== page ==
13 December 2019 at 08:51
In Reply To :

Unmarried sister harshment

"can she file partition suit with the help of my mother and another sister(married)"

YES SHE CAN FILE EVEN WITHOUT THEIR HELP[

Sudhir Kumar
13 December 2019 at 08:49
In Reply To :

Without inform me my father gave a settlement the property t

You have no claim

J K Agrawal
13 December 2019 at 07:53
In Reply To :

Son right on fathers property in muslim

Thanks to Mr Karma for a detailed reply.
Generally a father can gift his self acquired property to any body and that is valid. (however Muslim Law contains some condition upon gift and its validation so it is required copy of deed for better advise.)
After gift, your sister can claim share in house,
You as well She can file a suit for this.
In General you will get 1/2 of the property and 1/4 your sister and 1/4 your mother but is is not an absolute advise. There are so many ifs and buts. A proper advise possible by looking at your entire family background and the sect you profess under muslims.

Sb Karma
13 December 2019 at 07:04
In Reply To :

No interm order

There may be facts and cause which vary to your case.....without knowing those facts its not perfect to reply you.
I will suggest you to appoint local prudent lawyer who will assist you best.Via online it's n ot possible to help you best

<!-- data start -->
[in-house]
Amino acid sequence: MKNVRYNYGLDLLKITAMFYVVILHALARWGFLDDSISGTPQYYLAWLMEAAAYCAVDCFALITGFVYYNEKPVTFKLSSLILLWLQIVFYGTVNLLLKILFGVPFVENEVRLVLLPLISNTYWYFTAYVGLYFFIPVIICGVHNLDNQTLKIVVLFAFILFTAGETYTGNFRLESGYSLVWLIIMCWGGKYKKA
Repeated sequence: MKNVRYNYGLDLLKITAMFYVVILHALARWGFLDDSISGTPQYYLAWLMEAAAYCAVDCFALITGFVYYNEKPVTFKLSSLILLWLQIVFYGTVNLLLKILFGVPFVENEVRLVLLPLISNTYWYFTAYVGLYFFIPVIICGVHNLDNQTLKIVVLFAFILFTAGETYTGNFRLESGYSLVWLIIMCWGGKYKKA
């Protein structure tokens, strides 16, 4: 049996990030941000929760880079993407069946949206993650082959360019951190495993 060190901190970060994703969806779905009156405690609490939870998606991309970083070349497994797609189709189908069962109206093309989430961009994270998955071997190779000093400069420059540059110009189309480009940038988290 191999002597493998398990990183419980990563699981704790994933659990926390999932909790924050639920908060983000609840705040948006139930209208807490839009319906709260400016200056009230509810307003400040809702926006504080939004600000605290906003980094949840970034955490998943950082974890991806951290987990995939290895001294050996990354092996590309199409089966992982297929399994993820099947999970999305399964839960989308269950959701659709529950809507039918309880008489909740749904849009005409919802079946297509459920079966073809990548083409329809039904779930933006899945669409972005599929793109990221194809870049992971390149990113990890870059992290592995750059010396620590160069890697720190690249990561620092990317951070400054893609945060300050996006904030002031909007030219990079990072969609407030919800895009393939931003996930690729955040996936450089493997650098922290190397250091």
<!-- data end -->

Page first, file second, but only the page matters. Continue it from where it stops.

ganesh
13 December 2019 at 07:00
In Reply To :

Options available to set aside ex-parte evidence

Thank you for your reply Raj Kumar Makkad Ji. Exparte set on 28 nov 2019 and posted for exparte evidence on 19 12 2019. No exparte order so far. i request information on how to restore CMP originial state where in adjournments have been done for counter by respondent for my CMP. i apprehend missing of legal process that when CMP on trial for want of counter by respondent how is it possible to take main petition for trail because of CMP petitioner absent on the adjourned date. I , cmp petitioner is not in default as it was for cmp respondent to file counter then. please guide on if there any procedural lapse which i can apply for setting aside ex-parte that was set.

Sb Karma
13 December 2019 at 07:00
In Reply To :

Without inform me my father gave a settlement the property t

Property for daughter can be defined as follow----But I will suggest Please consult a local lawyer who will assist you best,may be he may find loop holes which may benefit you......

1. If property is ancestral